Sk8man

Professional
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    8,082
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About Sk8man

  • Rank
    Professional

Profile Information

  • Gender
    Male
  • Location
    Canandaigua NY
  • Interests
    Freshwater and saltwater fishing, photography, boating, and writing
  • Home Port
    Canandaigua, Geneva, Sodus Point
  • Boat Name
    White Porcupine (18 ft.Boston Whaler Ventura)

Recent Profile Visitors

32,082 profile views
  1. Cool....good luck fishing.
  2. Sounds good Billy......I might have withdrawal if no rigs but I can do it
  3. Brian we waved to you from the Penn Yan (Bob''s boat). We had no strikes no errors and all fish left on base Tha north end is pretty devoid of fish in most places.
  4. Nice going Billy. That ure beat the heck out of Seneca today
  5. I would worry more about the knot itself whether new line or used. Without abrasions or stress (e.g. stretched) points on the line the knot is the weakest link in most cases.
  6. I have a 9.8 Tohatsu and have a direct injection Merc 135 Optimax and could go the route you are thinking but one of the main reasons for having the kicker is for emergency use. My thinking is although the t hook up is convenient. I like the idea of separating my gas for each motor in case of contamination (e.g. moisture clogged line etc). of the big motor. This way in an emergency I can either runthe kicker (3.1 gal tank) OR hook it up to the big motor (I know.....I'm kinda anal)
  7. That iis what memories are made of.....for both of you.
  8. You may need to update Adobe Flash to access the video. The are vulnerabilities in older versions and if your browser spots it may be blocked.
  9. I don't know Billy....you might have to fold up those fish you get in an 80 quart
  10. Sometimes adhering to the old addage "If it ain't broke don't fix it" applies. There is a lot of "superstitious" behavior and fears of losing that monster of a lifetime that goes on in fishing and I am guilty of it as well but if you take a look at the line and it doesn't appear to have any obvious defects (visible weak spots) or abrasions why change it out after just one season. Sometimes OCD pays off in the fact that paying close attention to detail avoids potential problems but a lot of folks really get into overkill too. I think checking the condition of fluoro leaders and re-tying knots eliminates more of the potential for break-offs than changing line every year. "New" line isn't a guaranteee either because it may have been sitting near a heat source for months or near a showroom window for a year etc.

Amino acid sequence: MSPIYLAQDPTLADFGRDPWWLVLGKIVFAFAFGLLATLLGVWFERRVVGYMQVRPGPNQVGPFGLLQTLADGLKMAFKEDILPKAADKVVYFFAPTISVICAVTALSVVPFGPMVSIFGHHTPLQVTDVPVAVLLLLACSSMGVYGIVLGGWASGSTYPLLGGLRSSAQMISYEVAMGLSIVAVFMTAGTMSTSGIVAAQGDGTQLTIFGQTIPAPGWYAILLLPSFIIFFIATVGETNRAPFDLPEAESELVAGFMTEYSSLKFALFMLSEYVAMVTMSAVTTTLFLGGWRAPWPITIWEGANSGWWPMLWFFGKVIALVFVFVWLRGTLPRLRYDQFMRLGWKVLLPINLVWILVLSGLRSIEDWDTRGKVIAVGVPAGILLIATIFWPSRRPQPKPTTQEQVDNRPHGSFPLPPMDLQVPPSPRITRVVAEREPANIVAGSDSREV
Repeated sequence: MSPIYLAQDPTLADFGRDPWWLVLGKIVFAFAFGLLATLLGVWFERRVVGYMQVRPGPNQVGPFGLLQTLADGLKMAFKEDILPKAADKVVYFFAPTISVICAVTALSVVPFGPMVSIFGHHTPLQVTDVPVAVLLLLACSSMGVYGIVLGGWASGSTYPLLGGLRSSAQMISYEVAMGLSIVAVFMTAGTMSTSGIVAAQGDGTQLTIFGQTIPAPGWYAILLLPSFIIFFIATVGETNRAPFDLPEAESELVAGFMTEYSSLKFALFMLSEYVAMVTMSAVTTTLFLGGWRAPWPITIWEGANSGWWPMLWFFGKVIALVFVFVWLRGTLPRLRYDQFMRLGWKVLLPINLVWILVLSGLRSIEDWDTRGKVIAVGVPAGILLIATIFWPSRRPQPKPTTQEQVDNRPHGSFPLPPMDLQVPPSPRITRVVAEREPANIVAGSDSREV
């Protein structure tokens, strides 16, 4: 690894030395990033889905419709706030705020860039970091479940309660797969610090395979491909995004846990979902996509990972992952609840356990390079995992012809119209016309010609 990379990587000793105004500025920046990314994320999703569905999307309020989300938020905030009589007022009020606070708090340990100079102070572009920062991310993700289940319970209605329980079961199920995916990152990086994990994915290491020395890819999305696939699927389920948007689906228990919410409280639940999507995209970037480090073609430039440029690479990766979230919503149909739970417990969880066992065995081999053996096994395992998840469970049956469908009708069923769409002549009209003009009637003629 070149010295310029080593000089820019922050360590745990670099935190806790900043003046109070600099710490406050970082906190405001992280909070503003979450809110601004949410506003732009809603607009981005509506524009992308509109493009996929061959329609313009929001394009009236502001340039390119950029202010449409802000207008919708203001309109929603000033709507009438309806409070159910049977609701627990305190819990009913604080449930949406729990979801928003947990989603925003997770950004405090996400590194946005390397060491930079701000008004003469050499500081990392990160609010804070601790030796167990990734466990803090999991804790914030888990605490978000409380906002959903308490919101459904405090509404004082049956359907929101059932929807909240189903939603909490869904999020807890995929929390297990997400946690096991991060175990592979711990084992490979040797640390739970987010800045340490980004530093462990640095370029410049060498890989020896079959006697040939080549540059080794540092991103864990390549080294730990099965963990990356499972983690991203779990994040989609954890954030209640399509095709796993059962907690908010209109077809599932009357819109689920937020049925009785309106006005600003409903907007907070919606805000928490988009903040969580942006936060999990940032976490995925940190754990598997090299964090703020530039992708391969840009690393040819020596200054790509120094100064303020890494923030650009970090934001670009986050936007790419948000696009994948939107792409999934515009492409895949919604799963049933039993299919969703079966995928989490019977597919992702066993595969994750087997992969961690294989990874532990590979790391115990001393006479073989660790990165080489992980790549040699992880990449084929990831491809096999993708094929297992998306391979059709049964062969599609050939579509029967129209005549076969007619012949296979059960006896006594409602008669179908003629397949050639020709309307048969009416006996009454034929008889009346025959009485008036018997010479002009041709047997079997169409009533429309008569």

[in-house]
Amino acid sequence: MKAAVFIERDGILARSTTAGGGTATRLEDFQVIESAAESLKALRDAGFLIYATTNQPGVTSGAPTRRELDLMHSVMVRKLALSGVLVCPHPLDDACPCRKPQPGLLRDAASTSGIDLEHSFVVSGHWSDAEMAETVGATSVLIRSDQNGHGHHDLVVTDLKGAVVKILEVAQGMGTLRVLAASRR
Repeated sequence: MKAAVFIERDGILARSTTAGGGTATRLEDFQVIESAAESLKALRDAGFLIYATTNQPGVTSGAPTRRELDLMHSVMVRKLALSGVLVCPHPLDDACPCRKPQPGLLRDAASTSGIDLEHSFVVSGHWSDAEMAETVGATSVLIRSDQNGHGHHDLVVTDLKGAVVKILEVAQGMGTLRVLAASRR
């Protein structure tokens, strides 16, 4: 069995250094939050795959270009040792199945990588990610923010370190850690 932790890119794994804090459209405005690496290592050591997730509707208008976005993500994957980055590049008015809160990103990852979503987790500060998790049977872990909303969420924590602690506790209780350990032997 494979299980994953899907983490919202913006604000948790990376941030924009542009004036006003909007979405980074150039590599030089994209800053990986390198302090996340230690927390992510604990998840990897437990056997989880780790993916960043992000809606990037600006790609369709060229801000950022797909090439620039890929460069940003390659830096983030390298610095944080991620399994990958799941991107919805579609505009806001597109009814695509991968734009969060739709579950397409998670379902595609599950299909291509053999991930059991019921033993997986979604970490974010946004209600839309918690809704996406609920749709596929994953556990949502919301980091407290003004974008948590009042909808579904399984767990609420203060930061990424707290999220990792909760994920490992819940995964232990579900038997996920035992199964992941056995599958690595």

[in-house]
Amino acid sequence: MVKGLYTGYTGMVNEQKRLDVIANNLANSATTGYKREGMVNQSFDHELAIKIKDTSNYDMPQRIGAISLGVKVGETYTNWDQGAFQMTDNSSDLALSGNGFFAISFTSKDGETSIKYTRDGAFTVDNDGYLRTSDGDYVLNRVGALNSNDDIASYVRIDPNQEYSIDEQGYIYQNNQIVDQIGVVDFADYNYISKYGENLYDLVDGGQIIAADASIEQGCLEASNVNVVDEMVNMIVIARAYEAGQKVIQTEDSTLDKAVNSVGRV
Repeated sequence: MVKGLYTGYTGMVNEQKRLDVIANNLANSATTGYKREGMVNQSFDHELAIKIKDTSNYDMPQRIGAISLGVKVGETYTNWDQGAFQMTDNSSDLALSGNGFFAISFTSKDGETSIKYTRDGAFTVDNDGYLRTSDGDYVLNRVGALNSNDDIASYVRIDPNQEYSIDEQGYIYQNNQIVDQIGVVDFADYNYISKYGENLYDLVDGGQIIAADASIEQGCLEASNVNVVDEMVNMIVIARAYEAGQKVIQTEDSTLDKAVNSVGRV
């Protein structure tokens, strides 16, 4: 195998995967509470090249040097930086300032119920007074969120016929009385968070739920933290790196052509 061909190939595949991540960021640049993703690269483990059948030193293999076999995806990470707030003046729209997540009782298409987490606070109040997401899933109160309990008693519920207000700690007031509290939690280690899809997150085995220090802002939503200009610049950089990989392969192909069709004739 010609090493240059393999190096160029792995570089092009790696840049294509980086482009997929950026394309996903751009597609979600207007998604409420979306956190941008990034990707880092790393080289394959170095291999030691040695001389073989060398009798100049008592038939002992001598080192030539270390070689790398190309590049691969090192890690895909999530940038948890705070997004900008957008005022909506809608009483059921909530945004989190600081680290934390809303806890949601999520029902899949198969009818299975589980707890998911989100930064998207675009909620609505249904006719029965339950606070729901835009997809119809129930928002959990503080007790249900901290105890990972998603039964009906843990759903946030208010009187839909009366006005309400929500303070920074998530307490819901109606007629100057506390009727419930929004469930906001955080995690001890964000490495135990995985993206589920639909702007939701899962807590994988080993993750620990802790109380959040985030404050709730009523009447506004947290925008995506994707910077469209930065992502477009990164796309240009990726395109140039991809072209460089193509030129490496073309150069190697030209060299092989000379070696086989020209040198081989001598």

11. Sure sounds like a blockage of some sort (probably doesn't take much either) and rolmops is right about the spiders messing with the exit hole. They do the same thing to outdoor grills affecting the igniter. I believe there are two different thermostats to choose from and I think it relates to the type of water the motor is used in (cold vs. warm?) Good luck with it.
  12. As long as it has't been out in the sun fior long periods and not in real hot environment you don't have to worry. I've had some Big Game mono on some reels for about ten years without any problems especially 12 pound test and above. I usually just strip offf a few feet at the start of the season. I know many folks do it a lot sooner but I rotate my 40 plus rods a lot and always keep them inside the house in the cool cellar. If you charter or your stuff gets very heavy use you need to check them and replace much more frequently or if they are left in a hot boat compartment for extended periods. I haven't had any line failures by the way. I do change my light test lines (e.g. walleye and perch stuff) quite frequently as they are more prone to failure and are more easily fatigued or abraded. I also change the fluoro leaders very frequently and monitor them closely for abrasions.
  13. It started to be a noticeable problem in the early to mid nineties I think..
  14. I know during the season it has been $10 and you can pay it in envelope that is located in a smallbox on a pole near the Office.
  15. For whatever reason the smelt have been on the decline in many if not most of the Finger Lakes for some time now. My hunch is that they are most vulnerable to the zebras and quaggas inflitration of the lakes and disruption of the food chain. We used to get them in most of the streams in Seneca, Cayuga and Canandaigua but seldom see any of them now. Their reduction and disappearance seemed to closely follow the introduction of the invasives. It is a shame as they are probably a healthier food source for the trout than the alewives.